• Cohort athletes on teams and, to the greatest extent possible, maintain the integrity of the cohorts the kids may already be participating in at school. Ensure appropriate communication between teams and other institutions where an athlete may be in another cohort, such as their school.
Considering Risk of Activities
  • All athletes and participants should be aware that different sports pose different risks.
  • In general, outdoor sports present less risk than indoor sports. As much as possible, indoor airflow should be encouraged by ventilating spaces and opening windows. Even with these considerations, outdoor sports present less risk.
  • Sports in which at least 6 feet or more of space between athletes can be consistently maintained present less risk than sports where participants come in closer contact with each other.
  • Highest risk is presented in sports which involve players coming into physical contact with each other.
  • Wrestling, for example, is a high risk sport which is often held indoors and includes long direct exposures between competitors.
Masks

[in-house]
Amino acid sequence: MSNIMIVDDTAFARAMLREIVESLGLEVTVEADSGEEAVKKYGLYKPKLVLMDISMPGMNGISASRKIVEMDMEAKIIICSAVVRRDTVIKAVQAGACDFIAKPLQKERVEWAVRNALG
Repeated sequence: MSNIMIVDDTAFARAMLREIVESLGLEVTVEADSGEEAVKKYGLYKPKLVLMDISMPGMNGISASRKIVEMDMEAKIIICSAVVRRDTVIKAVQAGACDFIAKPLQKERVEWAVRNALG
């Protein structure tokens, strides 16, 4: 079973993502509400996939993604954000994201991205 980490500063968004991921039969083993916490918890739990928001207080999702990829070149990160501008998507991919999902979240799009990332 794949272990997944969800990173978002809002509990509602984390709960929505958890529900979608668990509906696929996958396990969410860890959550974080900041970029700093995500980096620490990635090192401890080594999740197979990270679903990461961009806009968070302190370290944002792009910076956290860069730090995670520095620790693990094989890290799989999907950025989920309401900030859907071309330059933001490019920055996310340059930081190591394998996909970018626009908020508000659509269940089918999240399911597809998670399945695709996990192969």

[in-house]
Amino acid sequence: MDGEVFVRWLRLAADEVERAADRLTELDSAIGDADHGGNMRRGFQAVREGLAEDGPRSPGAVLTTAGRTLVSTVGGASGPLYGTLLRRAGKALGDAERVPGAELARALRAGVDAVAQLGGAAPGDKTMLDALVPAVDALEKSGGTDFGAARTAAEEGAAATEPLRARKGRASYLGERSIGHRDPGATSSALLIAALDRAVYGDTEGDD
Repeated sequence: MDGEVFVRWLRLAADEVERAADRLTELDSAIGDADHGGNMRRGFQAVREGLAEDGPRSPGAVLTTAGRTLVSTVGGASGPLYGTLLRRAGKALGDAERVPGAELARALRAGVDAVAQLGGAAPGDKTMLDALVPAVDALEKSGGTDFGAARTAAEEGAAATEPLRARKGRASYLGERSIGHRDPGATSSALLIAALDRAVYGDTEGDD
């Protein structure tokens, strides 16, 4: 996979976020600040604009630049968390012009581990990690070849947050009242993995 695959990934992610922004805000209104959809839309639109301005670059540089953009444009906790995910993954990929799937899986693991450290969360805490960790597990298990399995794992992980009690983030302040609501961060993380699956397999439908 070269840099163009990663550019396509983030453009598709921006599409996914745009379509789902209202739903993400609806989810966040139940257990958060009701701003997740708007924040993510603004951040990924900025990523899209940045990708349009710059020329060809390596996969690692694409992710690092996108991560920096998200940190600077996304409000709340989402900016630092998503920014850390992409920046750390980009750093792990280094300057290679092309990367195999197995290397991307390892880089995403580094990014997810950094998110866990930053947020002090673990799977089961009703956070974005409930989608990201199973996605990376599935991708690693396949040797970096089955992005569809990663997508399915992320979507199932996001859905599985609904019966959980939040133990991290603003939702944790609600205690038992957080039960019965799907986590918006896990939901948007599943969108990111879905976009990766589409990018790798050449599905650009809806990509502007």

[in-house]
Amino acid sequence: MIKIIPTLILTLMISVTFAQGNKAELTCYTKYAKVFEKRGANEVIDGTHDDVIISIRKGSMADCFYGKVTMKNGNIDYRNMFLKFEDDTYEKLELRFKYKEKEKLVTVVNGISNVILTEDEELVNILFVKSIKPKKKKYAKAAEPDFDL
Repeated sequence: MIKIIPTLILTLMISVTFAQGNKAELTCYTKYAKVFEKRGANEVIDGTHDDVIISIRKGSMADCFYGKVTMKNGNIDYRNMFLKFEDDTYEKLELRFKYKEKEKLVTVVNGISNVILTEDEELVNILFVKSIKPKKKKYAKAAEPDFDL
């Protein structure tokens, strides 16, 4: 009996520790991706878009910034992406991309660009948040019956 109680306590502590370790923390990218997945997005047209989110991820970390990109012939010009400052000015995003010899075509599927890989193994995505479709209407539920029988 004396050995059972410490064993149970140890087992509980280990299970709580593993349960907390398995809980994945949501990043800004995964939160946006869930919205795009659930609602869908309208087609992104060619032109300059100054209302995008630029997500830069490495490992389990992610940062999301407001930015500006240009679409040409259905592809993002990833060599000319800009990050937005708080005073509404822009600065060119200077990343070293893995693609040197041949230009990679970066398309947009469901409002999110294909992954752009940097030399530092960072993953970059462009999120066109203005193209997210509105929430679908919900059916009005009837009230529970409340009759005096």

• Masks are strongly recommended indoors for anyone who has not yet been fully vaccinated. 

  • Masks should not be worn during the following activities:

    • Aquatics, where a wet mask would be a choking hazard.

    • Wrestling, where a mask could easily be caught or dislodged.

    • Spirit, only during high-intensity maneuvers where the mask might get caught or dislodged.

  • It is recommended for players to bring multiple spare masks to replace sweaty masks as needed.

  • If an unvaccinated player or participant cannot medically tolerate wearing a mask where one is required, the athlete may obtain a medical exemption from a medical professional. 

 

Collegiate sports

Collegiate sports should follow the guidelines for their governing body and specifications in public health orders. In order to continue hosting sports activities and contests, collegiate sports organizations must work with their conference to develop a plan for mitigating the spread of COVID-19, then submit the plan to CDPHE for approval.